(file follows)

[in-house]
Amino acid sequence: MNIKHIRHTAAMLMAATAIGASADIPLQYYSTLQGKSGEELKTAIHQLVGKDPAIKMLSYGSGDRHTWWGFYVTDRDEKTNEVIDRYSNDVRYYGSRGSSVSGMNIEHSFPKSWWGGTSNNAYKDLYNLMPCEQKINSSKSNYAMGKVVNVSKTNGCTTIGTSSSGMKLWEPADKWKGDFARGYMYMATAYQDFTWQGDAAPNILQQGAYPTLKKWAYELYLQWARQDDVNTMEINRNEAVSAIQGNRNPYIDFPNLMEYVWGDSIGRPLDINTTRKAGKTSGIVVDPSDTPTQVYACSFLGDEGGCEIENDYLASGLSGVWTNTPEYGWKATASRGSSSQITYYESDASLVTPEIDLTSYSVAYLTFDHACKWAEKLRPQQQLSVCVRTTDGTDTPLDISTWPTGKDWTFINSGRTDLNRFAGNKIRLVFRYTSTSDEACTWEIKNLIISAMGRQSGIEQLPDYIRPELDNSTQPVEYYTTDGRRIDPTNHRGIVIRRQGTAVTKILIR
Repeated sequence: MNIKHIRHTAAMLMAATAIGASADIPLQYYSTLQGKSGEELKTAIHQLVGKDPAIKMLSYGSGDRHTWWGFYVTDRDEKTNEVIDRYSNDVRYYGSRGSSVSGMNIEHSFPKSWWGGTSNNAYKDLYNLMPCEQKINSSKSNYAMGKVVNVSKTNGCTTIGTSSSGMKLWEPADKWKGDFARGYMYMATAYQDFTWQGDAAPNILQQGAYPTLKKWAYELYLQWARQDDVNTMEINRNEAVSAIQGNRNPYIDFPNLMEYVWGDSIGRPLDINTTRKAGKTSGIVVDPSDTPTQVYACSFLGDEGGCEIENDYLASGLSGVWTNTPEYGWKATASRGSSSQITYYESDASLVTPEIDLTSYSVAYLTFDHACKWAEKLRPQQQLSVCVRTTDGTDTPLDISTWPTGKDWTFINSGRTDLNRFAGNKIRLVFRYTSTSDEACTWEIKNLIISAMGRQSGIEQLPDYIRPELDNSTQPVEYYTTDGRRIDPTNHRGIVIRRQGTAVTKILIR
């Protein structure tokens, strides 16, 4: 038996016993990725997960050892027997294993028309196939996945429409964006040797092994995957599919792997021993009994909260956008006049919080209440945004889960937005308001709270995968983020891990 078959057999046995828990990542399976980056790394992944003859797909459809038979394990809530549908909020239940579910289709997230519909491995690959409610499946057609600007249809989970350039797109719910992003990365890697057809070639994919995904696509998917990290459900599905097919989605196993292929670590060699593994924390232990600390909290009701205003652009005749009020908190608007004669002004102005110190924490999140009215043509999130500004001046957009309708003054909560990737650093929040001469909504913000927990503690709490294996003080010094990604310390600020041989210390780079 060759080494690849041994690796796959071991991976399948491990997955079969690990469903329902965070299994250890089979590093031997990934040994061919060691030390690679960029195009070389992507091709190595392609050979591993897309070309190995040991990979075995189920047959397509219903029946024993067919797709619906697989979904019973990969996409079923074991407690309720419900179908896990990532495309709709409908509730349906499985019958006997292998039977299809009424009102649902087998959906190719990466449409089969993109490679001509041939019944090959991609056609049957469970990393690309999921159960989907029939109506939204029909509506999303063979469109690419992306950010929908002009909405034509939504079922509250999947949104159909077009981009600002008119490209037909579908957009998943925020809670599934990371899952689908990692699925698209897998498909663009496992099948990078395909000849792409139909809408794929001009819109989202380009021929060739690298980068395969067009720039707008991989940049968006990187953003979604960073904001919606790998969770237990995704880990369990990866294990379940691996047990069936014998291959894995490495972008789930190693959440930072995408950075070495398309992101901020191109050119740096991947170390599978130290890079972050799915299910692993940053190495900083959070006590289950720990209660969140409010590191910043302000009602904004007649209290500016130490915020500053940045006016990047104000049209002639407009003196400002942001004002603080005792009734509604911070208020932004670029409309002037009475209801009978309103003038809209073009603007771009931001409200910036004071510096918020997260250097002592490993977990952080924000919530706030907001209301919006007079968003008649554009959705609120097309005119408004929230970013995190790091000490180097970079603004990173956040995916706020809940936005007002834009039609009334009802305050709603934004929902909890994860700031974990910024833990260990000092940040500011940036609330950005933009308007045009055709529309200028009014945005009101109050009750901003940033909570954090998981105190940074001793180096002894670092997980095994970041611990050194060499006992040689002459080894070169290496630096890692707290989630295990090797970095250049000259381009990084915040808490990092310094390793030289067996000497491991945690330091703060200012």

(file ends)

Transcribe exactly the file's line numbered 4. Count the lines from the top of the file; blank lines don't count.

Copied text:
């Protein structure tokens, strides 16, 4: 038996016993990725997960050892027997294993028309196939996945429409964006040797092994995957599919792997021993009994909260956008006049919080209440945004889960937005308001709270995968983020891990 078959057999046995828990990542399976980056790394992944003859797909459809038979394990809530549908909020239940579910289709997230519909491995690959409610499946057609600007249809989970350039797109719910992003990365890697057809070639994919995904696509998917990290459900599905097919989605196993292929670590060699593994924390232990600390909290009701205003652009005749009020908190608007004669002004102005110190924490999140009215043509999130500004001046957009309708003054909560990737650093929040001469909504913000927990503690709490294996003080010094990604310390600020041989210390780079 060759080494690849041994690796796959071991991976399948491990997955079969690990469903329902965070299994250890089979590093031997990934040994061919060691030390690679960029195009070389992507091709190595392609050979591993897309070309190995040991990979075995189920047959397509219903029946024993067919797709619906697989979904019973990969996409079923074991407690309720419900179908896990990532495309709709409908509730349906499985019958006997292998039977299809009424009102649902087998959906190719990466449409089969993109490679001509041939019944090959991609056609049957469970990393690309999921159960989907029939109506939204029909509506999303063979469109690419992306950010929908002009909405034509939504079922509250999947949104159909077009981009600002008119490209037909579908957009998943925020809670599934990371899952689908990692699925698209897998498909663009496992099948990078395909000849792409139909809408794929001009819109989202380009021929060739690298980068395969067009720039707008991989940049968006990187953003979604960073904001919606790998969770237990995704880990369990990866294990379940691996047990069936014998291959894995490495972008789930190693959440930072995408950075070495398309992101901020191109050119740096991947170390599978130290890079972050799915299910692993940053190495900083959070006590289950720990209660969140409010590191910043302000009602904004007649209290500016130490915020500053940045006016990047104000049209002639407009003196400002942001004002603080005792009734509604911070208020932004670029409309002037009475209801009978309103003038809209073009603007771009931001409200910036004071510096918020997260250097002592490993977990952080924000919530706030907001209301919006007079968003008649554009959705609120097309005119408004929230970013995190790091000490180097970079603004990173956040995916706020809940936005007002834009039609009334009802305050709603934004929902909890994860700031974990910024833990260990000092940040500011940036609330950005933009308007045009055709529309200028009014945005009101109050009750901003940033909570954090998981105190940074001793180096002894670092997980095994970041611990050194060499006992040689002459080894070169290496630096890692707290989630295990090797970095250049000259381009990084915040808490990092310094390793030289067996000497491991945690330091703060200012």